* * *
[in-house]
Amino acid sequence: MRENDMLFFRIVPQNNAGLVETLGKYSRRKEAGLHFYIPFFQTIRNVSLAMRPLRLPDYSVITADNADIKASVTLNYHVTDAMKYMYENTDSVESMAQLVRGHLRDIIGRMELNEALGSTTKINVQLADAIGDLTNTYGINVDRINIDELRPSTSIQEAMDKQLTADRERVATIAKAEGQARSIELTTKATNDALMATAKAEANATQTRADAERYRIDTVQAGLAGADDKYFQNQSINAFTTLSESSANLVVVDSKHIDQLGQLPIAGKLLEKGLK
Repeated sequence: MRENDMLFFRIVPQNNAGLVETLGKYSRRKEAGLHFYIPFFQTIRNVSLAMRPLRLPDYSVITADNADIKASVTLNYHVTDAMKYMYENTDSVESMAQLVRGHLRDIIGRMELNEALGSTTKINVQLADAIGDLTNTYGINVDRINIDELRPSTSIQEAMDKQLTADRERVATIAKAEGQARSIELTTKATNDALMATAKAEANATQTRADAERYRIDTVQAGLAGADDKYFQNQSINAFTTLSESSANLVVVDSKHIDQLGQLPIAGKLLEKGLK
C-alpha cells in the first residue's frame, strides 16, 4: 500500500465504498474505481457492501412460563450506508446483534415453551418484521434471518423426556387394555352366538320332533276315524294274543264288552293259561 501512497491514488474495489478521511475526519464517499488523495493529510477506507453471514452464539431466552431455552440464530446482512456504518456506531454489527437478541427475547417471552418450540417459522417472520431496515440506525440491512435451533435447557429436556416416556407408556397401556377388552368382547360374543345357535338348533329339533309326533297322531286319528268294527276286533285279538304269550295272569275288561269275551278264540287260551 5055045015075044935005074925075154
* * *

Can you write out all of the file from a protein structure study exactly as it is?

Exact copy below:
[in-house]
Amino acid sequence: MRENDMLFFRIVPQNNAGLVETLGKYSRRKEAGLHFYIPFFQTIRNVSLAMRPLRLPDYSVITADNADIKASVTLNYHVTDAMKYMYENTDSVESMAQLVRGHLRDIIGRMELNEALGSTTKINVQLADAIGDLTNTYGINVDRINIDELRPSTSIQEAMDKQLTADRERVATIAKAEGQARSIELTTKATNDALMATAKAEANATQTRADAERYRIDTVQAGLAGADDKYFQNQSINAFTTLSESSANLVVVDSKHIDQLGQLPIAGKLLEKGLK
Repeated sequence: MRENDMLFFRIVPQNNAGLVETLGKYSRRKEAGLHFYIPFFQTIRNVSLAMRPLRLPDYSVITADNADIKASVTLNYHVTDAMKYMYENTDSVESMAQLVRGHLRDIIGRMELNEALGSTTKINVQLADAIGDLTNTYGINVDRINIDELRPSTSIQEAMDKQLTADRERVATIAKAEGQARSIELTTKATNDALMATAKAEANATQTRADAERYRIDTVQAGLAGADDKYFQNQSINAFTTLSESSANLVVVDSKHIDQLGQLPIAGKLLEKGLK
C-alpha cells in the first residue's frame, strides 16, 4: 500500500465504498474505481457492501412460563450506508446483534415453551418484521434471518423426556387394555352366538320332533276315524294274543264288552293259561 501512497491514488474495489478521511475526519464517499488523495493529510477506507453471514452464539431466552431455552440464530446482512456504518456506531454489527437478541427475547417471552418450540417459522417472520431496515440506525440491512435451533435447557429436556416416556407408556397401556377388552368382547360374543345357535338348533329339533309326533297322531286319528268294527276286533285279538304269550295272569275288561269275551278264540287260551 5055045015075044935005074925075154